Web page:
Before you are admitted to a heart transplant program, the transplant center will require you to go through a heart transplant evaluation. At Columbia Presbyterian, the evaluation took up the better part of three days. At Tampa General, the evaluation was quite different and also took three days.
The purpose for this evaluation is to determine the patient’s preset and projected success with transplantation. You will find that the center will receive information from your current physicians, but the center will not proceed until they have thoroughly examined all existing physical and psychological conditions.
One of the primary concerns is the existence of cancer. The reason for this is that the post-surgery medications conflict with cancer symptoms. As a result, the heart transplant patient will expect to take a colonoscopy. If the candidate has any history of cancer, the center is likely to be skeptical because the transplant medications increase the risk of cancer for every heart recipient.
Infection of any sort is a major concern for transplant candidates. The candidate should expect a series of blood draws. The patient will be asked to provide the results of a dental examination. If there are any issues, the center will require the candidate to comply with the recommendations the dentist has made. If the patient is on Warfarin or Cumadin, the patient will need to halt intake and move to lovenox injections until after the dental work.
After the dental work and colonoscopy, the patient will undergo a series of tests. Pulmonary hypertension is a condition that would put a stay on the transplant. Therefore, the candidate will take pulmonary stress tests. Depending on the outcome, the pulmonary condition can be treated with prescription drugs like nitroprusside, nesiride, dobutamine or similar medications.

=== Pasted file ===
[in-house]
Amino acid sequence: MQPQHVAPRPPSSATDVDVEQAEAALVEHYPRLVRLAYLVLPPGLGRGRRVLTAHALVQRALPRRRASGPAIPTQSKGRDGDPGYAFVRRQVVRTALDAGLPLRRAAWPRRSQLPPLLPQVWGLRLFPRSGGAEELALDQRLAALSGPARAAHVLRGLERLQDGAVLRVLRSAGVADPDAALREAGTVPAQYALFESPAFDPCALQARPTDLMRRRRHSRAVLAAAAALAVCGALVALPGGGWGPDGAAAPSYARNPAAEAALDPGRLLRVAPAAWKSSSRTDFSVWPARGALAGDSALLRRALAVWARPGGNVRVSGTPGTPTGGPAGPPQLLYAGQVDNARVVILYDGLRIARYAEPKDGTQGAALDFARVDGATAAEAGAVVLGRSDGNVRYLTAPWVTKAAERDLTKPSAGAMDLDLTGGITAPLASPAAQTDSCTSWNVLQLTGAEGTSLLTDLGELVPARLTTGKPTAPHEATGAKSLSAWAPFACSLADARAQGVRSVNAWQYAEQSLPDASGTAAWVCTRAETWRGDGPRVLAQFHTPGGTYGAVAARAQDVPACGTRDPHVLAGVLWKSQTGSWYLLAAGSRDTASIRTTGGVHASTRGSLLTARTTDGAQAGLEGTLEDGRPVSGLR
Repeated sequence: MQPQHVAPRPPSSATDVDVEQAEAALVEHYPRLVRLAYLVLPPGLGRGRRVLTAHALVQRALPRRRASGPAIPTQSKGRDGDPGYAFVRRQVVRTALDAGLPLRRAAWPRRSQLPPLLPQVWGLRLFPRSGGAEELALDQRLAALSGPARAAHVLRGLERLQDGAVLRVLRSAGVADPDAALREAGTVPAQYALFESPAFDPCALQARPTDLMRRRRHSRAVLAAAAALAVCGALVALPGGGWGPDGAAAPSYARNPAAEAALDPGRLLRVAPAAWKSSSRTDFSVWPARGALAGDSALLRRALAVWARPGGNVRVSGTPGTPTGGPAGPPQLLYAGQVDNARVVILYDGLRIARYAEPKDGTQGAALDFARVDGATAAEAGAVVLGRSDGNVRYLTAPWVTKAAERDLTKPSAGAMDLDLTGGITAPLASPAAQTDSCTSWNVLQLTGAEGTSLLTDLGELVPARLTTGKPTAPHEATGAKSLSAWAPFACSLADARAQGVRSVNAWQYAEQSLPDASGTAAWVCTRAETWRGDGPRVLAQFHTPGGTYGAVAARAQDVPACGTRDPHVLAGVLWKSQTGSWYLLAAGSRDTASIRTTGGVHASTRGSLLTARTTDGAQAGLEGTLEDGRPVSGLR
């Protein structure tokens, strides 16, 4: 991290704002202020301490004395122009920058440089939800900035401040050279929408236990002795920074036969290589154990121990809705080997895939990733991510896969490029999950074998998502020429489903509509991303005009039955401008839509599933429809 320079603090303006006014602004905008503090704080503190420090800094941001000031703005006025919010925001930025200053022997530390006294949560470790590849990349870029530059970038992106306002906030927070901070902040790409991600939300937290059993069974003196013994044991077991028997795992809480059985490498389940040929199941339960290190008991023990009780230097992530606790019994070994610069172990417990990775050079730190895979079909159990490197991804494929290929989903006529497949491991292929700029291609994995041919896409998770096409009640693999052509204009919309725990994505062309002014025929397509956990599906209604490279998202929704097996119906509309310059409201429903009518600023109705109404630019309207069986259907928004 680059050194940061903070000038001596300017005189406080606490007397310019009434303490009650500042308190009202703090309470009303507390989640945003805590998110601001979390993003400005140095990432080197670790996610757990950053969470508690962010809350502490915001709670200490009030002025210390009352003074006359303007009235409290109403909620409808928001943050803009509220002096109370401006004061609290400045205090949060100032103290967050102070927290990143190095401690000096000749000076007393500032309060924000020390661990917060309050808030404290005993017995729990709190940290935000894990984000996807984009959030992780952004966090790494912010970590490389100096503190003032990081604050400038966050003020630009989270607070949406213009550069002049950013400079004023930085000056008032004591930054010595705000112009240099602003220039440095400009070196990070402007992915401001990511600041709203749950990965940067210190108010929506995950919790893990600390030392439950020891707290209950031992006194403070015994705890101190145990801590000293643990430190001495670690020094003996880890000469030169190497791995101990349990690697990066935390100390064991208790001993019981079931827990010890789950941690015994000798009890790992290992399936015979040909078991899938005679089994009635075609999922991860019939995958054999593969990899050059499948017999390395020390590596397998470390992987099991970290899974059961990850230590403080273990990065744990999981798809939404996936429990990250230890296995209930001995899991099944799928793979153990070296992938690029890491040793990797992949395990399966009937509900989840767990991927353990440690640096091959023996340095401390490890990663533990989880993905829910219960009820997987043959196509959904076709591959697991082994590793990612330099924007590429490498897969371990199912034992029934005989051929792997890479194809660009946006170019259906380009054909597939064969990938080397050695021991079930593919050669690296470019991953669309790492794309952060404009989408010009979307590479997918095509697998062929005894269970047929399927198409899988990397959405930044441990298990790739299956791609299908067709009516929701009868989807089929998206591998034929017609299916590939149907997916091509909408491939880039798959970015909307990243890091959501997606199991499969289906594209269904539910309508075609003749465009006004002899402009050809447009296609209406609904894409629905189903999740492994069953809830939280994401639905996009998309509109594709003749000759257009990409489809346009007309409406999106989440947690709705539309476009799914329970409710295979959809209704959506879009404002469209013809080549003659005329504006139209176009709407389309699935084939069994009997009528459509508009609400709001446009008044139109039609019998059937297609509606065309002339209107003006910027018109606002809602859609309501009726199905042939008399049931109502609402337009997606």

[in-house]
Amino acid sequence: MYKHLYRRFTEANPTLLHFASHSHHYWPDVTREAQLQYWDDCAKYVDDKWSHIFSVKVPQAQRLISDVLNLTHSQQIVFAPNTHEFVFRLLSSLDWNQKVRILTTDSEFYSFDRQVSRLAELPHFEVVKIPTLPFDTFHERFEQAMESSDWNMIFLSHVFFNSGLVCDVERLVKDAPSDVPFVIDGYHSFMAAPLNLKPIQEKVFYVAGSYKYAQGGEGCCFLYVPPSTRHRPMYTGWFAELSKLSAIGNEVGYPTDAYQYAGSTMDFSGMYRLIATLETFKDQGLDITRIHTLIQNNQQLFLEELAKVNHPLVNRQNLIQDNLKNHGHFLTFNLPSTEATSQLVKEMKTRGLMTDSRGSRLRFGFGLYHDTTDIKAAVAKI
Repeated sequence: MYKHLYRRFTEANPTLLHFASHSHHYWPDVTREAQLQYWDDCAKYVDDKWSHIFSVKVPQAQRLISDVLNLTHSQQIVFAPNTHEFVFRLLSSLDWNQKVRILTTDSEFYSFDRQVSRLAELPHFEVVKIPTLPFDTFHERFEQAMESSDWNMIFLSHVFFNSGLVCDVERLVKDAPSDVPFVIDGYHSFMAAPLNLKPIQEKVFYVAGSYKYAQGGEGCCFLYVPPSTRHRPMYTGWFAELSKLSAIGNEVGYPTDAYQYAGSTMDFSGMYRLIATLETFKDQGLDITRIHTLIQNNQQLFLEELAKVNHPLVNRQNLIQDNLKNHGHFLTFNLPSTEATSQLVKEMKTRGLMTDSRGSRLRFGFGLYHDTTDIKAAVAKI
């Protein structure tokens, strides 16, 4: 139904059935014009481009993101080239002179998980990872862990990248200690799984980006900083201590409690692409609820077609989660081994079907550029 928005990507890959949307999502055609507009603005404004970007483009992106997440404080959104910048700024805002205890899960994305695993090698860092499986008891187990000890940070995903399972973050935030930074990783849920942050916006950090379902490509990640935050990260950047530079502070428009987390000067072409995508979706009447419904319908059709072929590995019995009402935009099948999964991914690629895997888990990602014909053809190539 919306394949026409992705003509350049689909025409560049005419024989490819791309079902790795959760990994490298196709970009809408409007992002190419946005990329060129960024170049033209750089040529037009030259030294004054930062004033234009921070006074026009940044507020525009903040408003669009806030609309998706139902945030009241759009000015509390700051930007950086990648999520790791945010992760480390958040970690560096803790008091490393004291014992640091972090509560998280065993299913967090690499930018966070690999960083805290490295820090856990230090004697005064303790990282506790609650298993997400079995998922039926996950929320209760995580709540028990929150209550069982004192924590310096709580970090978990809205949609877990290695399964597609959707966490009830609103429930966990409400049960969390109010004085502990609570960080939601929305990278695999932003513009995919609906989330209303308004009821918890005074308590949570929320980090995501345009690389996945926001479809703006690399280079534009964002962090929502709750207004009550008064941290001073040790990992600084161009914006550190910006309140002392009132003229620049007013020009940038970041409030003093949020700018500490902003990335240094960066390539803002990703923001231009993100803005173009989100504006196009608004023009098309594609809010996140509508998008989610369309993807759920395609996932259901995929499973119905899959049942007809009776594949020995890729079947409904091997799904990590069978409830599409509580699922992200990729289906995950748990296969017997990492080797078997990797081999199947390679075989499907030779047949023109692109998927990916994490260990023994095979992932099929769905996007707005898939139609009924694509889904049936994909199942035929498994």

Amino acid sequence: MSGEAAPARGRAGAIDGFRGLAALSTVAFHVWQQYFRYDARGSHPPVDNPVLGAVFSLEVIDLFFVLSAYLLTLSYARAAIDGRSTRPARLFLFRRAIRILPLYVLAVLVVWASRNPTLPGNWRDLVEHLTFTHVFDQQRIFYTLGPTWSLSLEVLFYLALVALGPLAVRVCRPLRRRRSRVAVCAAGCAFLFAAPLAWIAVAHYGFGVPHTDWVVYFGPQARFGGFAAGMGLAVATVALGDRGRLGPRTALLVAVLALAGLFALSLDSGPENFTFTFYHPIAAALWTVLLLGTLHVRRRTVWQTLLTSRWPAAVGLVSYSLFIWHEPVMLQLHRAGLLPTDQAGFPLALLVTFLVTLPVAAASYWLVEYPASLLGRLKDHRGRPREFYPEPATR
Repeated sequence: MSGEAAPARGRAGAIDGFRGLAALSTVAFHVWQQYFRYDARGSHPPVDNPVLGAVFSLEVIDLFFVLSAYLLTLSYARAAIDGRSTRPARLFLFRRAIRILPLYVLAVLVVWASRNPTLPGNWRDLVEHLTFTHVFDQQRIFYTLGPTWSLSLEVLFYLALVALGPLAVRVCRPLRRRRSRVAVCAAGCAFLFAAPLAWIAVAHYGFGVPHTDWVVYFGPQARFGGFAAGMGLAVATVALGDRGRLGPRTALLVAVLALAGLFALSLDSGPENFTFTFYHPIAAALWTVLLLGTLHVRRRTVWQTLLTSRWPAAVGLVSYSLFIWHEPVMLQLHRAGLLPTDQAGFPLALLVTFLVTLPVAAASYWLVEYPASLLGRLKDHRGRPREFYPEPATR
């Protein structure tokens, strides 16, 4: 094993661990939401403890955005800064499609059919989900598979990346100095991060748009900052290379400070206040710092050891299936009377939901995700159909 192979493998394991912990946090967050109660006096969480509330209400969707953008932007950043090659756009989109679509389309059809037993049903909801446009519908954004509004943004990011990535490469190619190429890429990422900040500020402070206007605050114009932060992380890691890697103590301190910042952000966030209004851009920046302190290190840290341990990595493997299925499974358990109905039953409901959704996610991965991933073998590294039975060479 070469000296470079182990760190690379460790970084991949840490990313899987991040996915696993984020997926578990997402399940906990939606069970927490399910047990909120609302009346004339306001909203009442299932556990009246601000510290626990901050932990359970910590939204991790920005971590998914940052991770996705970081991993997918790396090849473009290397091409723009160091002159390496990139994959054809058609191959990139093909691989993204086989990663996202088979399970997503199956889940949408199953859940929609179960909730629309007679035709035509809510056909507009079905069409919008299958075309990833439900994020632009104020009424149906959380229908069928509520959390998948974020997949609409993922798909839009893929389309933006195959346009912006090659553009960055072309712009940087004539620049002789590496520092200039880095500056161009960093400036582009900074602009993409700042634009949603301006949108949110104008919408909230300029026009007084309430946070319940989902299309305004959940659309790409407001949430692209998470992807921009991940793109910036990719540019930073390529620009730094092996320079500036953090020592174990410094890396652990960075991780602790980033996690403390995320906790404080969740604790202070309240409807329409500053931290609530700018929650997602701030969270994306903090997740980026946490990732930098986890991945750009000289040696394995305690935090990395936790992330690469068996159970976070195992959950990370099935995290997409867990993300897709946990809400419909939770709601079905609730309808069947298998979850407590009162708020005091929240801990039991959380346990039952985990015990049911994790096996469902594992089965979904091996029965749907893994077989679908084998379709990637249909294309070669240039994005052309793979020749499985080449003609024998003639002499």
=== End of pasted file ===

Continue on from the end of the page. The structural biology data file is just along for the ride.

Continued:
The candidate’s age used to be much more of a concern than it is now. Age limits used to be between 55 and 60. With great prescription therapies, candidates up to age 70 are receiving hearts. Transplant Centers have begun to regard the physiological age of the candidate as a more important factor. Therefore, other body organs like the liver, the kidneys, the gall bladder, the spleen and the lungs will come under close scrutiny.
Once admitted to the program and during recovery, the medications become much, much more powerful. These medications take a toll. One pre-transplant medicine, Lasix, is used to reduce the fluids in the body. Unfortunately, Lasix is prone to take a toll on the kidneys. Warfarin or Cumadin are also troublesome. The candidate will need to have blood tests on a very regular basis. Warfarin thins the blood. This improves circulation. But, the patient becomes very vulnerable to internal bleeding and external bruising. The slightest scratch can create surprisingly flow of blood. As for me, the slightest bump or scratch gets an immediate reaction. Bumps can become external openings and they are slow to heal.